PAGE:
A reader responded to a post about Michigan with the following comment.
I perked up because I was reminded of something I heard on CNN recently. Fareed Zakaria was interviewing Steven Rattner about hedge funds, equity investors, and outsourcing. Zakaria asked why so many capital investors end up sending jobs overseas, and Rattner answered very concisely. He said, and I paraphrase, “in a global economy, capital always seeks to lower costs. In a competitive marketplace, if you can’t cut costs, you go out of business. The name of the game is who can cut costs the most.”
What does this mean in an education marketplace? The school that can lower its costs the most wins. How do you lower costs? You increase class size and/or hire the least experienced, low-cost teachers.
So, the “winner” is the school with the largest class sizes and the least experienced teachers.
But these are not the factors associated with quality education. This would not describe the education at our nation’s elite schools, like Sidwell Friends, where the Obama daughters are enrolled, or at Exeter or Groton or Deerfield Academy, where so many of the corporate reformers send their children.
|Snyder’s proposal to improve education by maximizing parental choice implicitly rests on the Adam-Smith-”invisible-hand” doctrine — that is, in a free market, the sellers who offer the best product will survive while the sellers who offer inferior products will fail.However, the invisible hand only works when the market works. As commenters have noted in responses to recent posts in Diane’s blog, there are major market failures in the school-choice marketplace, particularly in the low-SES/inner-city areas.Most buyers (parents) have little/no accurate information regarding the quality of competing schools and no practical way of obtaining accurate information.Similarly, many/most buyers (parents) do not know what mix of educational services would best serve their particular children’s education needs — i.e., strict vs. relaxed discipline, whole-language vs. phonics reading instruction, 1 well-paid experienced teacher or 2 poorly-paid inexperienced teachers/class; lots of computerized instruction vs. minimal computerized instruction.For even the most concerned, well-educated parents, the school choice decision would be largely a crapshoot and would probably be driven by factors unrelated to school quality — i.e., neighborhood rumors, where the children’s friends are going, ease of transportation.And, in low-SES areas (the only areas where we’re seriously concerned that school quality is too low), many of the parents will be relatively unconcerned with the school choice decision and virtually none of the parents will be well-educated. So, the school choice decisions of most parents in these areas will be entirely a crapshoot with the result that, in these areas, there is no reason to believe that Adam Smith’s invisible hand will operate — that is, there is no reason to believe that the schools chosen by the parents will be the schools that offer the best product.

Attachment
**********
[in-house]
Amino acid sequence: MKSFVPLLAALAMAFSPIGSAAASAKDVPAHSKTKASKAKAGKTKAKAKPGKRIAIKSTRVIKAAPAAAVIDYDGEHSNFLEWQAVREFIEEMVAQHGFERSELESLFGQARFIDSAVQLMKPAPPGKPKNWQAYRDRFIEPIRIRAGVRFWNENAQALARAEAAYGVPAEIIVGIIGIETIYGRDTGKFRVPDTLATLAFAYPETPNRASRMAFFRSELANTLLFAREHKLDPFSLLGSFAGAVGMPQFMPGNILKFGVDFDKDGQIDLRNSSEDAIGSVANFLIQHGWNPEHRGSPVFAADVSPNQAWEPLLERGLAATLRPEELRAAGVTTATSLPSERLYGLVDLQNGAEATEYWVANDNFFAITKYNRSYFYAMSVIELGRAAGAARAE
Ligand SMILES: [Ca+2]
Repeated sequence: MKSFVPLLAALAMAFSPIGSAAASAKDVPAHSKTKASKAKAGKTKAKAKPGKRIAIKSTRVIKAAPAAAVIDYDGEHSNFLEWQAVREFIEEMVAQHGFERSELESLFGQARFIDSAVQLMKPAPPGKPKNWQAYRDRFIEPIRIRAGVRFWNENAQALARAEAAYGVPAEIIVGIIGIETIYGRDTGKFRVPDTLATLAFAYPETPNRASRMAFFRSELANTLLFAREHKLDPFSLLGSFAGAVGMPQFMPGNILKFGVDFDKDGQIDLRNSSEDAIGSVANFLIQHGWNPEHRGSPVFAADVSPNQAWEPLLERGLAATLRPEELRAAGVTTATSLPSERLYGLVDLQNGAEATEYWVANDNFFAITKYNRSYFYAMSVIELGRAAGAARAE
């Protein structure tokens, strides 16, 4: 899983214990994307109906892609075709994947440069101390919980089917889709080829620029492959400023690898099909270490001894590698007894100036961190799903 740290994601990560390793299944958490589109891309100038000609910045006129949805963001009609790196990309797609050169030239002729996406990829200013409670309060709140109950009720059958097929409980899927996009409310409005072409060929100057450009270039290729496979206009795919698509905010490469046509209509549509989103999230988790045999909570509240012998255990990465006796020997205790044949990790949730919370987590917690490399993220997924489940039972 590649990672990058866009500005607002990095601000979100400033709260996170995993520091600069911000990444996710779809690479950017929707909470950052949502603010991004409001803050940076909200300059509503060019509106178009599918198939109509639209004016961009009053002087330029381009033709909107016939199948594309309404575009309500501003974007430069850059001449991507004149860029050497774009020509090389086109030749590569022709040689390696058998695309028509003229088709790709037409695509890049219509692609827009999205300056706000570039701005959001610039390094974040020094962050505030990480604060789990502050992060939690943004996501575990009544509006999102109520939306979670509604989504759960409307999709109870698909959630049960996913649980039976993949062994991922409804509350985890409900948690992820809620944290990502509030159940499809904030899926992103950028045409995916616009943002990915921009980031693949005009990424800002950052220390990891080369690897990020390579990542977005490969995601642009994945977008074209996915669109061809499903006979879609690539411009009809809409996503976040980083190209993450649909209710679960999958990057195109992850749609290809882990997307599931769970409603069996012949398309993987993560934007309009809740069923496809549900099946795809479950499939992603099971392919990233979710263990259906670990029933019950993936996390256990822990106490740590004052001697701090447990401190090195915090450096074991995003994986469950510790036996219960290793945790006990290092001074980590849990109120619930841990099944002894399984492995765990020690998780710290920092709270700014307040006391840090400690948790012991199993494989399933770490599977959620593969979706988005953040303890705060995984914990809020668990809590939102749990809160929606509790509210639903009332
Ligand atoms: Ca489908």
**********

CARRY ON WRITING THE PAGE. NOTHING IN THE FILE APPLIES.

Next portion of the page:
For these reasons, under Snyder’s proposal, there is a strong incentive for a school to minimize operating costs and little incentive for a school to improve instructional quality, particularly in low-SES areas. We’ll see an explosion of low-cost, low-quality for-profit schools serving the low-SES areas providing an inferior educational product while making a high profit margin.